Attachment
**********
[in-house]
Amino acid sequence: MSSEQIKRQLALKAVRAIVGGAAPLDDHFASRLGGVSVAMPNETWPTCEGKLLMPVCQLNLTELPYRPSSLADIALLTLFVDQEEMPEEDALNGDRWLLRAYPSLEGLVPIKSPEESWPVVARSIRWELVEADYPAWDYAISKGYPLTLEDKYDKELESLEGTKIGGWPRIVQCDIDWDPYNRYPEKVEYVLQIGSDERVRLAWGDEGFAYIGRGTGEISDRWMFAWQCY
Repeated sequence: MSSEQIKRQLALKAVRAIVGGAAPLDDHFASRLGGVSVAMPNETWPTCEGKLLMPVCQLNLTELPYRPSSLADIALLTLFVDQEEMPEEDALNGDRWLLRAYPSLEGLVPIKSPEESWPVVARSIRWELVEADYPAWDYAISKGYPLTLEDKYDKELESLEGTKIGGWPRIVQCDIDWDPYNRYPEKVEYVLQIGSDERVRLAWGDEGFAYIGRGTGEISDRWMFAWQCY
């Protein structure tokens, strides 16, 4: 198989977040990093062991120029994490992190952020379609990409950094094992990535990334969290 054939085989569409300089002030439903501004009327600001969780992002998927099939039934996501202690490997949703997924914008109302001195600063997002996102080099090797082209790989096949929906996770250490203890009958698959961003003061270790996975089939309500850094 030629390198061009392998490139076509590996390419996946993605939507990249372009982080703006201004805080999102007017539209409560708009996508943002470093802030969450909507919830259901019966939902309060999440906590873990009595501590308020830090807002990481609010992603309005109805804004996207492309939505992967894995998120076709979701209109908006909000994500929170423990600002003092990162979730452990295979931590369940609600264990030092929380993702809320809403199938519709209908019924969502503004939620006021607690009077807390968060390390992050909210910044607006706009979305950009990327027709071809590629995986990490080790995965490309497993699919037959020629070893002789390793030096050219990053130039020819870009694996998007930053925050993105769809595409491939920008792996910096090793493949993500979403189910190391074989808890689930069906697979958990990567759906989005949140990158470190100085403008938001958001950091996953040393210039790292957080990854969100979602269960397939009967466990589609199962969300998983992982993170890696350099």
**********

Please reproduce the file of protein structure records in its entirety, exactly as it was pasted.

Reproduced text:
[in-house]
Amino acid sequence: MSSEQIKRQLALKAVRAIVGGAAPLDDHFASRLGGVSVAMPNETWPTCEGKLLMPVCQLNLTELPYRPSSLADIALLTLFVDQEEMPEEDALNGDRWLLRAYPSLEGLVPIKSPEESWPVVARSIRWELVEADYPAWDYAISKGYPLTLEDKYDKELESLEGTKIGGWPRIVQCDIDWDPYNRYPEKVEYVLQIGSDERVRLAWGDEGFAYIGRGTGEISDRWMFAWQCY
Repeated sequence: MSSEQIKRQLALKAVRAIVGGAAPLDDHFASRLGGVSVAMPNETWPTCEGKLLMPVCQLNLTELPYRPSSLADIALLTLFVDQEEMPEEDALNGDRWLLRAYPSLEGLVPIKSPEESWPVVARSIRWELVEADYPAWDYAISKGYPLTLEDKYDKELESLEGTKIGGWPRIVQCDIDWDPYNRYPEKVEYVLQIGSDERVRLAWGDEGFAYIGRGTGEISDRWMFAWQCY
């Protein structure tokens, strides 16, 4: 198989977040990093062991120029994490992190952020379609990409950094094992990535990334969290 054939085989569409300089002030439903501004009327600001969780992002998927099939039934996501202690490997949703997924914008109302001195600063997002996102080099090797082209790989096949929906996770250490203890009958698959961003003061270790996975089939309500850094 030629390198061009392998490139076509590996390419996946993605939507990249372009982080703006201004805080999102007017539209409560708009996508943002470093802030969450909507919830259901019966939902309060999440906590873990009595501590308020830090807002990481609010992603309005109805804004996207492309939505992967894995998120076709979701209109908006909000994500929170423990600002003092990162979730452990295979931590369940609600264990030092929380993702809320809403199938519709209908019924969502503004939620006021607690009077807390968060390390992050909210910044607006706009979305950009990327027709071809590629995986990490080790995965490309497993699919037959020629070893002789390793030096050219990053130039020819870009694996998007930053925050993105769809595409491939920008792996910096090793493949993500979403189910190391074989808890689930069906697979958990990567759906989005949140990158470190100085403008938001958001950091996953040393210039790292957080990854969100979602269960397939009967466990589609199962969300998983992982993170890696350099």